Thompson, Peter. (2013). Introduction: The privatization of hope and the crisis of negation. in Peter Thompson and Slavoj Žižek (eds.) The privatization of hope: Ernst Bloch and the future of utopia. Durham: Duke University Press, 1-20.
Thompson defines the exigency for this book as recovering Bloch from anonymity, defining his principle of hope and spirit of utopia within the context of contemporary events.
Keywords: materiality, philosophy, speculative materiality, theory, utopianism
“Hope, for Bloch, was they way in which our desire to fill in the gaps and to find something that is missing took shape” (p. 3).
“The process that would take us from a static concept of being to one of becoming and of coming to possess ourselves was at base a material one, but it was also one in which our desires, ideas, hopes, and dreams fulfilled a fundamentally important material function in overcoming the ‘ontology of the not yet'” (p. 4).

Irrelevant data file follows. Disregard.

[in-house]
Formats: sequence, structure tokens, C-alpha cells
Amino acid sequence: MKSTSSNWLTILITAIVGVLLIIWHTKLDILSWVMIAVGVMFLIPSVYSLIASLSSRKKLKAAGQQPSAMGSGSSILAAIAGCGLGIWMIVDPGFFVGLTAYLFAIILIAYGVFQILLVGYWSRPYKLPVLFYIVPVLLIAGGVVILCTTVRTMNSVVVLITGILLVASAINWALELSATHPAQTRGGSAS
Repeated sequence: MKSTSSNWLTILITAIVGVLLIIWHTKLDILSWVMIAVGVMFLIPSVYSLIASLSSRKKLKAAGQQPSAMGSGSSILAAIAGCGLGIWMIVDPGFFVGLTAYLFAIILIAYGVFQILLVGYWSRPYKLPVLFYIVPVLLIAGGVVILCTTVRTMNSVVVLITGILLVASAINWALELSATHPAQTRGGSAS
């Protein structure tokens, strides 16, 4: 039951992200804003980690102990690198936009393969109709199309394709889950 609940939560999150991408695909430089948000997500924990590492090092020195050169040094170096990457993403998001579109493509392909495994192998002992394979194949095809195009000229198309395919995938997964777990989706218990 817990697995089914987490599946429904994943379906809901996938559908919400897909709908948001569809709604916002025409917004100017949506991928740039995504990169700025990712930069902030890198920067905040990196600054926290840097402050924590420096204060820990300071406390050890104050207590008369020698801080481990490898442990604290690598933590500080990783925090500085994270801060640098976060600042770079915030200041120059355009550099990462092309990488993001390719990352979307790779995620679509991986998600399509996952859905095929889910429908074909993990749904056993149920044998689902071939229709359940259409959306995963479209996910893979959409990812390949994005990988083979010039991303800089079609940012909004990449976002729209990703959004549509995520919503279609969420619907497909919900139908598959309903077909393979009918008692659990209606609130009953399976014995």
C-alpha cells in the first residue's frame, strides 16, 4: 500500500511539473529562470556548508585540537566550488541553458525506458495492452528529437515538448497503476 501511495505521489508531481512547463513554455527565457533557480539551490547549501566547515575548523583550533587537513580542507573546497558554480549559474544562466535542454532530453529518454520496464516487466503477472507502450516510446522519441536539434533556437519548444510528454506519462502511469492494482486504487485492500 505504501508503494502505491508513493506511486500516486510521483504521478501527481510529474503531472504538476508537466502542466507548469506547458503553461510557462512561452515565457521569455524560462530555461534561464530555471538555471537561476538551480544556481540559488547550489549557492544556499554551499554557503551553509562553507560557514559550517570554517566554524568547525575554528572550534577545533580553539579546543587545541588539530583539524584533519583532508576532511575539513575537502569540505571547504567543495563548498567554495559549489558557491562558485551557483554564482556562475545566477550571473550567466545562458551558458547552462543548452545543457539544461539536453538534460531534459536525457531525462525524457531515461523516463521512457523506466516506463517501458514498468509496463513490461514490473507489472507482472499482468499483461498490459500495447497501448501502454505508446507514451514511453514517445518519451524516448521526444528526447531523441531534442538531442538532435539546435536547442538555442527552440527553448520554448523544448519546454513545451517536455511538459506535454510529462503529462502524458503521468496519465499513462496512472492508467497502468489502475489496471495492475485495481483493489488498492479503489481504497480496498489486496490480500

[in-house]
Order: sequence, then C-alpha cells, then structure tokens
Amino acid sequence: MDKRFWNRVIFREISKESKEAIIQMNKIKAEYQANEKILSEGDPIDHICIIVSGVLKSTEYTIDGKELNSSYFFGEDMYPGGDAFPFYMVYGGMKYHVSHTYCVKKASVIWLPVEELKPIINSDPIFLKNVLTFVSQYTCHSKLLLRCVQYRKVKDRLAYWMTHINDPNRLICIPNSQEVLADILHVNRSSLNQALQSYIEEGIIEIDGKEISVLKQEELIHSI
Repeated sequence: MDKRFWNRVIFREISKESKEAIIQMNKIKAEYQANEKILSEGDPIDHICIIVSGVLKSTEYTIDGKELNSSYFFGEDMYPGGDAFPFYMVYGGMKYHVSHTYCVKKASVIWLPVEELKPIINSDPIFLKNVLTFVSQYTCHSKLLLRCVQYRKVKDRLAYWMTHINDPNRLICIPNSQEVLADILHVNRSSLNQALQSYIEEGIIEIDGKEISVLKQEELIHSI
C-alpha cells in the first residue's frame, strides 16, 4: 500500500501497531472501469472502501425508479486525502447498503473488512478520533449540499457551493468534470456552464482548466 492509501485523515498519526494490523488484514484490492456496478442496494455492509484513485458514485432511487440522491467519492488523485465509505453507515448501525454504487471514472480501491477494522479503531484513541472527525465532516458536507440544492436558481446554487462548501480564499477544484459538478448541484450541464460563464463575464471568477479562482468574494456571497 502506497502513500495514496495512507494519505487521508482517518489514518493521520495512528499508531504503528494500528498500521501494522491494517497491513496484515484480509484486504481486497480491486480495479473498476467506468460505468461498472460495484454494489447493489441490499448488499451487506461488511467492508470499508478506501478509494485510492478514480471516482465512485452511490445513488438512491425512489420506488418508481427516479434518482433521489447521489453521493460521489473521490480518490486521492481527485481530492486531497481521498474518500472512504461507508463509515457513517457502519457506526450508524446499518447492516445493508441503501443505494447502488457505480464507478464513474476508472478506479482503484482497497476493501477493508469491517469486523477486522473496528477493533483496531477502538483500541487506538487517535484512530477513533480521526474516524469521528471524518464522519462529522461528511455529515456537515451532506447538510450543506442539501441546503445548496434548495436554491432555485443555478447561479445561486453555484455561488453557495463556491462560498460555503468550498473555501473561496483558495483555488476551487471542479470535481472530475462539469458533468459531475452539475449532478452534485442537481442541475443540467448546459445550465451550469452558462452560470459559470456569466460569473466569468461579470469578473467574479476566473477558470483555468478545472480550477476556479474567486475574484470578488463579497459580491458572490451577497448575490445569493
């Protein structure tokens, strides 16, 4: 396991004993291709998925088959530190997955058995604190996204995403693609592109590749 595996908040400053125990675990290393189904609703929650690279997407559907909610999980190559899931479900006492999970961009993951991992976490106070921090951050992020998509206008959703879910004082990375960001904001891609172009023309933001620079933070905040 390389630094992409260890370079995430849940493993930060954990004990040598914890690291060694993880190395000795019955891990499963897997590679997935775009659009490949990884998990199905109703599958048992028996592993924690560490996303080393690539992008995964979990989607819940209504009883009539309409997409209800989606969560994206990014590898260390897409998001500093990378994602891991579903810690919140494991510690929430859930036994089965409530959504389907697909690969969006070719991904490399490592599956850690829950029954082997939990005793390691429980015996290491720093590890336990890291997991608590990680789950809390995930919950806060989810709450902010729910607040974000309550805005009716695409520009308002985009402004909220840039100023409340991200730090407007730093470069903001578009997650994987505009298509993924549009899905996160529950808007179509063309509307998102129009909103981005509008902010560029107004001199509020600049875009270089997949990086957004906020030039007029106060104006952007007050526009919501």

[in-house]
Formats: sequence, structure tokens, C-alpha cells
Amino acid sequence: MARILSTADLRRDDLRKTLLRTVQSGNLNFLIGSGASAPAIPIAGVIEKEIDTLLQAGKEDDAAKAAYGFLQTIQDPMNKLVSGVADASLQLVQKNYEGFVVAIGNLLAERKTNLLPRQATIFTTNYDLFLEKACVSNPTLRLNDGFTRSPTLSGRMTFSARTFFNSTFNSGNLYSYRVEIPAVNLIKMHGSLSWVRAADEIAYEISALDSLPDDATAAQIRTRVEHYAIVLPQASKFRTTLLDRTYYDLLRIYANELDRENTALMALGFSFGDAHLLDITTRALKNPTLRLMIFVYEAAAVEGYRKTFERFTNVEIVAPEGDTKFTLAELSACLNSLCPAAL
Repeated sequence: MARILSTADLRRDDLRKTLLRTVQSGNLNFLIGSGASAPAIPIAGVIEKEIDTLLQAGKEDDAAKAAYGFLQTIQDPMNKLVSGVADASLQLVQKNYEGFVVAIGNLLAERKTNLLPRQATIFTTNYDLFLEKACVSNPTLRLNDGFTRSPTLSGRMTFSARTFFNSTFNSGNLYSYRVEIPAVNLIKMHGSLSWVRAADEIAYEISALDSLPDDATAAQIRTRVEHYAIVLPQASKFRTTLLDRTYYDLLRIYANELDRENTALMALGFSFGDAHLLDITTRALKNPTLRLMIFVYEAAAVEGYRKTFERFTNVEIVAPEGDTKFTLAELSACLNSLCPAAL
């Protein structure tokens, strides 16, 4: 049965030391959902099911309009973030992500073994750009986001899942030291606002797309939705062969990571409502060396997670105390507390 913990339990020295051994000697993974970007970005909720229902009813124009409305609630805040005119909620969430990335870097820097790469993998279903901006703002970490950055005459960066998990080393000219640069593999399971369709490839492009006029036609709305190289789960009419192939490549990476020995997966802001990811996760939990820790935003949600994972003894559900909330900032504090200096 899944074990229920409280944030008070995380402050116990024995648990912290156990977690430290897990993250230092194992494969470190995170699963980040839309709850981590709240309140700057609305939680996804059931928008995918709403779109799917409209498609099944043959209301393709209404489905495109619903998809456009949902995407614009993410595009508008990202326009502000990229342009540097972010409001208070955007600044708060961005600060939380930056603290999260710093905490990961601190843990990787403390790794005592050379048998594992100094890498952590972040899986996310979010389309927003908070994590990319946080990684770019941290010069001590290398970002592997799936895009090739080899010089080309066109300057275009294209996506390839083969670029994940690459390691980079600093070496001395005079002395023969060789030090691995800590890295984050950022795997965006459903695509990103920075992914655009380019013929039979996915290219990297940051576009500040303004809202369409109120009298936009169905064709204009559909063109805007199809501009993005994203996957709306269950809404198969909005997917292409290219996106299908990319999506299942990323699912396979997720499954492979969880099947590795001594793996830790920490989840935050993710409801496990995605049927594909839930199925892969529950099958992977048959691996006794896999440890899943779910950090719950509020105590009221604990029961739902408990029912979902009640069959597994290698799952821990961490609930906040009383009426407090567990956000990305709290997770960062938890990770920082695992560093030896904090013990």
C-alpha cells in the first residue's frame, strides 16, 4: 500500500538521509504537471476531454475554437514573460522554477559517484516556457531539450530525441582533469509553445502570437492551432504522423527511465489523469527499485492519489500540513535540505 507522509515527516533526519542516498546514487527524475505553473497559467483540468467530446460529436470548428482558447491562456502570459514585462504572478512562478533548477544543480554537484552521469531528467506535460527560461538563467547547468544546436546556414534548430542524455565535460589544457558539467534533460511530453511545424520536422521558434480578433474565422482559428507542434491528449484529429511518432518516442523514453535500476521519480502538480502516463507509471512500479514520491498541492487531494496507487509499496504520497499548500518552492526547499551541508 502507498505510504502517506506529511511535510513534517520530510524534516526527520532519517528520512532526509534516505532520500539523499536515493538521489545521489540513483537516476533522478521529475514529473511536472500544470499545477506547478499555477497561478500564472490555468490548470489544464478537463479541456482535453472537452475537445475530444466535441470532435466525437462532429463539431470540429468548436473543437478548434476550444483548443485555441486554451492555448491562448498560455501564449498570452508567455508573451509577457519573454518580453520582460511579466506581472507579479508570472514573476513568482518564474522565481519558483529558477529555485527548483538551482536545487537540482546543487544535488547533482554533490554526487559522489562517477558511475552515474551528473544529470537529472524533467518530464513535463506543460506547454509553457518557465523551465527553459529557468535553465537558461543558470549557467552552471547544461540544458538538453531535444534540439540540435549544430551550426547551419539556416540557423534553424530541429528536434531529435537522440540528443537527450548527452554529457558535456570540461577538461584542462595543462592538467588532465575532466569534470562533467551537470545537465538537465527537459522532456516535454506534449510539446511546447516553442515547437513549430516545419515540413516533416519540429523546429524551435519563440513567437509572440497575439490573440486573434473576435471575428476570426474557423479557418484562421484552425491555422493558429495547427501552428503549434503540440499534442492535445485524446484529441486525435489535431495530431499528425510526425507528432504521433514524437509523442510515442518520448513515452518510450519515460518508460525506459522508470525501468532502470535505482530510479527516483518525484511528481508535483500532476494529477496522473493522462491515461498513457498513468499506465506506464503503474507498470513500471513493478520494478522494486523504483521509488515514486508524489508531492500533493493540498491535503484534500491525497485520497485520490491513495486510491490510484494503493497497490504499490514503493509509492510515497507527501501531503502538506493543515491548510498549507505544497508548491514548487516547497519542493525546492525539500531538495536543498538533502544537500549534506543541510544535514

“Hope therefore learns, but it also teaches as well as constitutes its own conditions” (p. 7).
“The vast majority of utopian thinking could be said to rest in abstract utopias, in abstractions from the process in which the utopia becomes something really existing, whereas the concrete utopia is one which exists and does not exist at the same time because it is in the process of its own creation” (p. 13).